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The duckpond was a mysterious abyss of darkness, hidden threat, and pondweed.

I’d been monitoring its ominous surface for an hour, from my vantage point knee-deep in waders off the farthest bank from the village, and my toes were going numb.

I hated fishing! How I hated it! But since my father had been unfairly ousted from his position as Chief Privy-Secretary of the Royal Marmalade Spoon, our family’s fortunes had fallen so low that the trout I poached from the local duckpond under cover of twilight were our only sustenance. The little hovel shared by the four of us – Father, myself, and my two lazy, selfish sisters Belladonna and Aconita – reeked of smoked fish, and my mother would have died of shame had she not already turned up her toes in a deadly combination of shock at my father’s fall from grace, and the Purple Flux.

My mouth twitched downward in a grimace at the unfairness of it all. I was the youngest child at barely seventeen (and therefore borderline legal for the inevitable smut in later chapters) but while some girls got to work in nice warm factories for twelve hours a day, at least until their eyesight gave out or they were too badly maimed in industrial misfortunes to stand, and other lucky minxes lounged around in bed in the many brothels that had sprung up over our country, Bucolia, since the war decimated the economy, untroubled save for the intermittent panting and groping of the many demobbed soldiers aimlessly roaming the place, I was stuck calf deep in muddy water, the single breadwinner, or fish-winner if you will, for my indolent, ungrateful kin.

The light was fading, and I was about to give up for the day and return to the accusing stares of my sisters empty-handed, when my fishing line gave a dip. I blinked at the dark water. Had my numbed fingers imagined it? No! There it was again, this time a real tug that had me bracing as my home-made fishing line bowed sharply. What a big one it must be! A real monster!

The thought sent shivers running through me. A monster. I peered into the gathering gloom as if my eyes could penetrate the dark waters before me.

All monsters had been banished from Bucolia, by order of the King. That, at least, was the official line, the glorious victory for which we had fought and lost so much in the Great War. And yet stories persisted. Sometimes more than stories. It was treason to mutter that monsters still roamed freely through our beleaguered country, but few doubted the truth of it. Not when you could buy monster-pelt rugs in most markets for a few groats and a wink, and if you were a gifted haggler, get a suspiciously tail-like draught-excluder thrown in for free.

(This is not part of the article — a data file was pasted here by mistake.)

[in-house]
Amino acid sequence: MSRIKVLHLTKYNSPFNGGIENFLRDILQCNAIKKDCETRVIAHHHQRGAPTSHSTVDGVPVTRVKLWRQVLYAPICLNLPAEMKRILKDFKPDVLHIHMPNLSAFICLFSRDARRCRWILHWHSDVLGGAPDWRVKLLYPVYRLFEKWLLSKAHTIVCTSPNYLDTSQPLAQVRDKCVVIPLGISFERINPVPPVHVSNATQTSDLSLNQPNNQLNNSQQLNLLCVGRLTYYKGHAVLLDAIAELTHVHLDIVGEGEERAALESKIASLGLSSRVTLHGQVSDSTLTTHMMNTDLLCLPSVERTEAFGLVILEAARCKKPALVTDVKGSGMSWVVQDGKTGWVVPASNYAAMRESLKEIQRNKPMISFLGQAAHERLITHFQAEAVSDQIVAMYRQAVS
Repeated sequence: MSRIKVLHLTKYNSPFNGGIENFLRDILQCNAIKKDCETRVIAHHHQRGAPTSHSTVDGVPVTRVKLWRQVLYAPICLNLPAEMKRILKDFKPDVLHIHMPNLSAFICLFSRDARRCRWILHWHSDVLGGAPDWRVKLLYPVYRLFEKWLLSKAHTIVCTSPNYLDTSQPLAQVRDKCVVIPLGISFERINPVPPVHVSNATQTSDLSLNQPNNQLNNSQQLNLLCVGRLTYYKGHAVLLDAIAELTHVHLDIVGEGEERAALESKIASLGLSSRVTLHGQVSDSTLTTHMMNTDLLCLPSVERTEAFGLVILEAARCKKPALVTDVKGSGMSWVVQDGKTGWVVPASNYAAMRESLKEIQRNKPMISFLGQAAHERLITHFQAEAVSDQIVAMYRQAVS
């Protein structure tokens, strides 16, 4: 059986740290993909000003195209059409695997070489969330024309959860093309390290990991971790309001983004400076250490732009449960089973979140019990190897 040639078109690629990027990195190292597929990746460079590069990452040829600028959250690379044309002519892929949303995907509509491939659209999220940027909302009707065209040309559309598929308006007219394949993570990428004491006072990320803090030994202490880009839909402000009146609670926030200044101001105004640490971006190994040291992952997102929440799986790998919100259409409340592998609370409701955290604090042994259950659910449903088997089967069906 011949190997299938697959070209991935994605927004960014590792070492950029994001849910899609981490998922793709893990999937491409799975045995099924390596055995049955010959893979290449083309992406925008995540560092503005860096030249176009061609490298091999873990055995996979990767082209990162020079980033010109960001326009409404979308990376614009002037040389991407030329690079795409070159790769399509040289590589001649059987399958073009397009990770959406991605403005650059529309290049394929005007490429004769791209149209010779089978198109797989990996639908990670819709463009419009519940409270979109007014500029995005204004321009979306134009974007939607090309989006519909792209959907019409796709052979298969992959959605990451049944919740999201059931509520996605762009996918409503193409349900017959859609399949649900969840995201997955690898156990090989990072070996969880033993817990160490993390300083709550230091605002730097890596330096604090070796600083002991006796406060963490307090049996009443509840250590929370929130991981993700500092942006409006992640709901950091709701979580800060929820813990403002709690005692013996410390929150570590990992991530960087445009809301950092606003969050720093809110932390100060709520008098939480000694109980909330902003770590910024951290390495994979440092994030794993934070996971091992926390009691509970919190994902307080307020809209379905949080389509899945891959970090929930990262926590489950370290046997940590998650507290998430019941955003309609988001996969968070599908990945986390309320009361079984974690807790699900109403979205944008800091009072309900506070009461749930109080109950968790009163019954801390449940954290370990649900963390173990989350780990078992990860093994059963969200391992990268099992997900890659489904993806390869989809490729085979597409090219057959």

My fishing line yanked downward again, and I gritted my teeth as I pulled against it, scanning the water for a sign of whatever I was fighting. The dark surface lay like a pewter mirror that would be useless as a mirror because it was too damn dark to see anything in. I huffed, and squinted my eyes tighter. I was known through the village for my ability to spot a gnat’s willy from a distance of three donkey-carts away. If anyone could discern what was on the other end of my fishing line, it was me. I screwed my eyes tighter still.


Still nothing.

The line bobbed. There! About ten feet away from me, a streak of bubbles on the dark water, then a swell and a scatter of droplets and – oh gods!

A great, shiny head leered from the water, slick and majestic despite the duckweed snagged around its glistening horns. I gasped, my breath sucked from me in a mixture of fear and wonder at the terrible yet gorgeous creature now louring up from the depths before me.

A sorobim! I’d heard whispers of such creatures at the town market, but never thought to find one in our very own duckpond! Massive, deadly beasts that could grow up to twenty-five feet long, with metallic scales that gleamed rainbow colours, and viciously curved teeth that shone like diamonds. I didn’t stop to ask myself why the hell such a creature might have chosen to hang about in a muddy puddle barely big enough for a few moorhens and an abandoned wheelbarrow.

I would come to regret this lack of curiosity later.

The beast regarded me with golden eyes that seemed at once cruel and knowing, and I remembered another part of the tale – that sorobim were a subtype of fairy that could transform at will into human form, undetectable save for their slightly fishy whiff. Here, then, was a monster with an intelligence to match my own. Even from this distance I could feel its nobility, its silent challenge to me to gaze beyond appearances to the soul beneath the transformed shape and meet it as an equal. Perhaps here, at last, was a creature who could understand my isolation and loneliness.

But sod that. There must be enough meat on it for at least fifty fish suppers. Patting my pocket to feel the comforting weight of my gutting knife, I braced my wrists and proceeded to reel the bugger in.


* To be continued if I remain in a silly enough mood…


a blue ship's door with the sign "F.K. BELLE MARLOWE"

F.K. Marlowe is a Shropshire lass who lived in London and Beijing before settling down with her husband, three daughters and rescue pup in Vancouver. She writes horror stories with a tendency to the paranormal, and Young Adult fiction with fangs and sass.

Marlowe doesn’t worry overly much about the placement of semi-colons and the like, having spent far too long pootling about in academia to take them seriously. (She has an Oxford first in English Lit, plus a Master’s and PhD from Leeds). She has, however, discovered that life is the best education for a writer, and plans to continue her studies there as long as possible.


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